The Rainbow (Chapter 6, page 1 of 42)


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Chapter 6

Will Brangwen had some weeks of holiday after his marriage,
so the two took their honeymoon in full hands, alone in their
cottage together.

And to him, as the days went by, it was as if the heavens had
fallen, and he were sitting with her among the ruins, in a new
world, everybody else buried, themselves two blissful survivors,
with everything to squander as they would. At first, he could
not get rid of a culpable sense of licence on his part. Wasn't
there some duty outside, calling him and he did not come?

It was all very well at night, when the doors were locked and
the darkness drawn round the two of them. Then they were the
only inhabitants of the visible earth, the rest were under the
flood. And being alone in the world, they were a law unto
themselves, they could enjoy and squander and waste like
conscienceless gods.

But in the morning, as the carts clanked by, and children
shouted down the lane; as the hucksters came calling their
wares, and the church clock struck eleven, and he and she had
not got up yet, even to breakfast, he could not help feeling
guilty, as if he were committing a breach of the
law--ashamed that he was not up and doing.

"Doing what?" she asked. "What is there to do? You will only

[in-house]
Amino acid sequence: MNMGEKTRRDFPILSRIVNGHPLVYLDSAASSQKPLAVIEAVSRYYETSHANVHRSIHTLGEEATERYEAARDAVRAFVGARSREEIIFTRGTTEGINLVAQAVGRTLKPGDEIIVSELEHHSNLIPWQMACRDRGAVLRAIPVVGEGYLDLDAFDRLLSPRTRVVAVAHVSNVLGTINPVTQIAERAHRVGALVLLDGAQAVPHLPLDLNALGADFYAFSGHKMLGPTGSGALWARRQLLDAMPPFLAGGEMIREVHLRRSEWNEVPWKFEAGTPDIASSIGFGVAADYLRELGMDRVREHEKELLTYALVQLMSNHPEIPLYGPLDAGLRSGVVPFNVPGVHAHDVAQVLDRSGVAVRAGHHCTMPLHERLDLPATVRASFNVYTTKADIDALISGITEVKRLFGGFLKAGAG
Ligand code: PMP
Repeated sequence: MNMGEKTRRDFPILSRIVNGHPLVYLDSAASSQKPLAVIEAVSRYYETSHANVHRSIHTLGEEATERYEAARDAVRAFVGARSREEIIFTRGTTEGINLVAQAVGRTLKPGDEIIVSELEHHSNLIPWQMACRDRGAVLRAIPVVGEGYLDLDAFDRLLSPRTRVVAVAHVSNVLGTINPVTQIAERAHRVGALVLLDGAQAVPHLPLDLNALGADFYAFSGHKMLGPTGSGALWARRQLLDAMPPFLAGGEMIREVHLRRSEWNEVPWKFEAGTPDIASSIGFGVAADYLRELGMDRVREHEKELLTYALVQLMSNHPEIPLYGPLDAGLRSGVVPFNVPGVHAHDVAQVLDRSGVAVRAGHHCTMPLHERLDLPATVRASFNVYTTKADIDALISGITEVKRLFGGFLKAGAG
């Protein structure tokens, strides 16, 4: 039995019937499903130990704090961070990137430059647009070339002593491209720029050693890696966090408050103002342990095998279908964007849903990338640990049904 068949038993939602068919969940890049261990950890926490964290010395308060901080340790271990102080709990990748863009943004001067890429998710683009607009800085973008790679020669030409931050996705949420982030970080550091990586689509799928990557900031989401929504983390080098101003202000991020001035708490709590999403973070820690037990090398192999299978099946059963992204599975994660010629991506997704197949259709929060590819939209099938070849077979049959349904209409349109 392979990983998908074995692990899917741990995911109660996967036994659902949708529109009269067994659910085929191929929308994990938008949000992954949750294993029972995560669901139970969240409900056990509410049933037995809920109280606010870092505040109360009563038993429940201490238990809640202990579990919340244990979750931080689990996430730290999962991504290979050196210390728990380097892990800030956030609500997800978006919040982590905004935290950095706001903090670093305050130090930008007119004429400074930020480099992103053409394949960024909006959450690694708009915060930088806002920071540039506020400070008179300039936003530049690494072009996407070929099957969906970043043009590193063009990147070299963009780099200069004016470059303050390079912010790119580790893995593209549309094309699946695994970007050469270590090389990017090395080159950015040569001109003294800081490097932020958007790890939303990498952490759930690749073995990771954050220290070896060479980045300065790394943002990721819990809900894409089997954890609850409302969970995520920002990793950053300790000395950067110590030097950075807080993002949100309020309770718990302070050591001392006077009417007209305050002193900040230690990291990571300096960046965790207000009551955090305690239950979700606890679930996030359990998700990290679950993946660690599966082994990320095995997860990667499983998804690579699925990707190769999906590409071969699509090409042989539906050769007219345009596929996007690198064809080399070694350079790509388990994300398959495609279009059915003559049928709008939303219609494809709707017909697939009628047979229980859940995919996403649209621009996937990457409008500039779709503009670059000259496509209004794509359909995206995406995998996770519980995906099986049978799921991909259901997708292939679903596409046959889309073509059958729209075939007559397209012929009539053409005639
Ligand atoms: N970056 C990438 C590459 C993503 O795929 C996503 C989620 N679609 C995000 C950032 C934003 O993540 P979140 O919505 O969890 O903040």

lounge about."

Still, even lounging about was respectable. One was at least
in connection with the world, then. Whereas now, lying so still
and peacefully, while the daylight came obscurely through the
drawn blind, one was severed from the world, one shut oneself
off in tacit denial of the world. And he was troubled.

But it was so sweet and satisfying lying there talking
desultorily with her. It was sweeter than sunshine, and not so
evanescent. It was even irritating the way the church-clock kept
on chiming: there seemed no space between the hours, just a
moment, golden and still, whilst she traced his features with
her finger-tips, utterly careless and happy, and he loved her to
do it.

But he was strange and unused. So suddenly, everything that
had been before was shed away and gone. One day, he was a
bachelor, living with the world. The next day, he was with her,
as remote from the world as if the two of them were buried like
a seed in darkness. Suddenly, like a chestnut falling out of a
burr, he was shed naked and glistening on to a soft, fecund
earth, leaving behind him the hard rind of worldly knowledge and
experience. He heard it in the huckster's cries, the noise of
carts, the calling of children. And it was all like the hard,
shed rind, discarded. Inside, in the softness and stillness of
the room, was the naked kernel, that palpitated in silent
activity, absorbed in reality.

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